Children respond better to love and understanding rather than discipline and punishment, so assess each situation and act accordingly instead of blindly following rules.

This guest post is contributed by Nancy Simmons, who writes on the topic of online science degree. She welcomes your comments at her email address: nancy.simmons09@gmail.com.
 

Thank you to Nancy Simmons for allowing me to share this important and educational information.

Be an educated parent, you will have safer and healthier children.

Read more on Examiner.

Sue Scheff: Women Who Molest Children – A Special Report by Oprah

On Monday, February 15th, Oprah Winfrey stepped up her show with a sensitive and difficult subject of child molesters.  Last week she spoke directly with men who sexually abused children and gave us an insight that was not only disturbing, but gave us information on how to further protect our children. 

This week, going to places few, if any have, Oprah talks to women who sexually molested children.  A Special Report: Raped by His Mother – A Victim Comes Forward.  It’s the side of child molestation that’s rarely talked about. For years, he was raped by his own mother. What happens when women are the molesters?

Q and A with Sex Offender Therapist,  Dawn Horwitz-Person works with victims of sexual abuse, as well as the men and woman who abuse. What has she learned from child molesters? Find out. The warning signs you should look out for and misconceptions about molesters. Plus, how potential abusers can get help.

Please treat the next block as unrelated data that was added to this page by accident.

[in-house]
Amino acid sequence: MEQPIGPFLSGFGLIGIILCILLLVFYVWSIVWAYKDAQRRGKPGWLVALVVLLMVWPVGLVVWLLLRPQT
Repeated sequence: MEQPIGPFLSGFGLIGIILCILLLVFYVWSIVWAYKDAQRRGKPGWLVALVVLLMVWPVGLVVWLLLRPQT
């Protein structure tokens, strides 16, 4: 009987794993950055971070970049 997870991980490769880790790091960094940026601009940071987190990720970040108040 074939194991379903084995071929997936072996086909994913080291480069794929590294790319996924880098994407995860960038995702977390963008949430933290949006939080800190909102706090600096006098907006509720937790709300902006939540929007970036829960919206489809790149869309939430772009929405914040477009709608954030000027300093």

Again, kudos to Oprah for going places that many are afraid to discuss to help benefit and educate people all over the world.

Being an educated parent can lead to having safer children.

Read more on Examiner.

Sue Scheff: Winter Games 2010 – Gearing Up for Youth Sports this Spring

As many parents in the Northeast are shoveling their way through heavy drifts of snow, the Southern states, although chilly, are gearing up for their spring sport season with their children.

As the Winter Games opened this week, the entire family can join and watch the athletes compete against countries worldwide.  Does your child have an athletic dream?

VolunteerSpot’s free and easy online coordination tool saves time and simplifies parent participation in youth sports. They have a new eBook with sample online sign up sheets to give parents ideas of all the ways they can ask for (and get) help with their team activities.

Whether it’s Little League, soccer, swimming, softball, lacrosse, or all of the above, spring is an exciting time for children participating in youth sports. For parents, though, their busy schedules are about to get a whole lot busier! Beyond spending joyful hours cheering on the sidelines, parents provide the backbone for any successful youth sports program by participating as coaches, referees, groundskeepers, timers, bringing snacks, driving carpools, and much more.